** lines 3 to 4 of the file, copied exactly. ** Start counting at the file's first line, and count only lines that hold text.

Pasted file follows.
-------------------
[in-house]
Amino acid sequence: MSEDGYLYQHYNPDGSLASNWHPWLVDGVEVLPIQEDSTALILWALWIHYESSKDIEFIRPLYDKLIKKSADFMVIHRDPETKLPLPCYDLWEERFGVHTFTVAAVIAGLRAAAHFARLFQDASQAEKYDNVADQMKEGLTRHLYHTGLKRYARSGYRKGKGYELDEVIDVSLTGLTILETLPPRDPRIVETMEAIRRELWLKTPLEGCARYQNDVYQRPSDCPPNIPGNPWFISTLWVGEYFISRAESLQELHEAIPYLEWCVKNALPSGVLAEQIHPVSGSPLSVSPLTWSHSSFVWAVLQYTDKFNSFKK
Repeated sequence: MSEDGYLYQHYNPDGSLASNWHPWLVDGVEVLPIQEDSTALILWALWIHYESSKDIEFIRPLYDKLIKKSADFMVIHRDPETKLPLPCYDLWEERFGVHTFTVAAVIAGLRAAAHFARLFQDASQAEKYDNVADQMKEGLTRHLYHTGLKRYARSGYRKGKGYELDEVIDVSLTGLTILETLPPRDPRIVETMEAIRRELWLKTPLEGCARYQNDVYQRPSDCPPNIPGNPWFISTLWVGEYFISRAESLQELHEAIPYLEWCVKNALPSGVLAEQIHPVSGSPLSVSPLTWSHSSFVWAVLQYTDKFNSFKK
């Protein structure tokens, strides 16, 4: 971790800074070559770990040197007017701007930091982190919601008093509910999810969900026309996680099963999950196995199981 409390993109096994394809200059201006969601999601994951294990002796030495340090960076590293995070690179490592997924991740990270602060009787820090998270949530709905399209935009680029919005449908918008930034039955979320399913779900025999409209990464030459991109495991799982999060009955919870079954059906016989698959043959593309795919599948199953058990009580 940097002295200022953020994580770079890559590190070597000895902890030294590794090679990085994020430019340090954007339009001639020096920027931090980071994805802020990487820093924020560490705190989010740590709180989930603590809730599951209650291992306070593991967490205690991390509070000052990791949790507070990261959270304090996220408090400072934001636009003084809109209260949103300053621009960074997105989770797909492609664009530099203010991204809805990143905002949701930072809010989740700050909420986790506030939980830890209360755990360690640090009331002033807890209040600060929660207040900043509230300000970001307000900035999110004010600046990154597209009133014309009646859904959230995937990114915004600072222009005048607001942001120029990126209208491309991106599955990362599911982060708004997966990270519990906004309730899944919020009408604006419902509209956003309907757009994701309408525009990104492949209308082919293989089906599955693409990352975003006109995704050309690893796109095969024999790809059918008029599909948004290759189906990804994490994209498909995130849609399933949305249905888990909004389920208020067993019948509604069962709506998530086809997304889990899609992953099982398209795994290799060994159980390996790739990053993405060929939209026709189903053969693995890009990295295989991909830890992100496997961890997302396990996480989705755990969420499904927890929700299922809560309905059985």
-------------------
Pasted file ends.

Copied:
Repeated sequence: MSEDGYLYQHYNPDGSLASNWHPWLVDGVEVLPIQEDSTALILWALWIHYESSKDIEFIRPLYDKLIKKSADFMVIHRDPETKLPLPCYDLWEERFGVHTFTVAAVIAGLRAAAHFARLFQDASQAEKYDNVADQMKEGLTRHLYHTGLKRYARSGYRKGKGYELDEVIDVSLTGLTILETLPPRDPRIVETMEAIRRELWLKTPLEGCARYQNDVYQRPSDCPPNIPGNPWFISTLWVGEYFISRAESLQELHEAIPYLEWCVKNALPSGVLAEQIHPVSGSPLSVSPLTWSHSSFVWAVLQYTDKFNSFKK
């Protein structure tokens, strides 16, 4: 971790800074070559770990040197007017701007930091982190919601008093509910999810969900026309996680099963999950196995199981 409390993109096994394809200059201006969601999601994951294990002796030495340090960076590293995070690179490592997924991740990270602060009787820090998270949530709905399209935009680029919005449908918008930034039955979320399913779900025999409209990464030459991109495991799982999060009955919870079954059906016989698959043959593309795919599948199953058990009580 940097002295200022953020994580770079890559590190070597000895902890030294590794090679990085994020430019340090954007339009001639020096920027931090980071994805802020990487820093924020560490705190989010740590709180989930603590809730599951209650291992306070593991967490205690991390509070000052990791949790507070990261959270304090996220408090400072934001636009003084809109209260949103300053621009960074997105989770797909492609664009530099203010991204809805990143905002949701930072809010989740700050909420986790506030939980830890209360755990360690640090009331002033807890209040600060929660207040900043509230300000970001307000900035999110004010600046990154597209009133014309009646859904959230995937990114915004600072222009005048607001942001120029990126209208491309991106599955990362599911982060708004997966990270519990906004309730899944919020009408604006419902509209956003309907757009994701309408525009990104492949209308082919293989089906599955693409990352975003006109995704050309690893796109095969024999790809059918008029599909948004290759189906990804994490994209498909995130849609399933949305249905888990909004389920208020067993019948509604069962709506998530086809997304889990899609992953099982398209795994290799060994159980390996790739990053993405060929939209026709189903053969693995890009990295295989991909830890992100496997961890997302396990996480989705755990969420499904927890929700299922809560309905059985």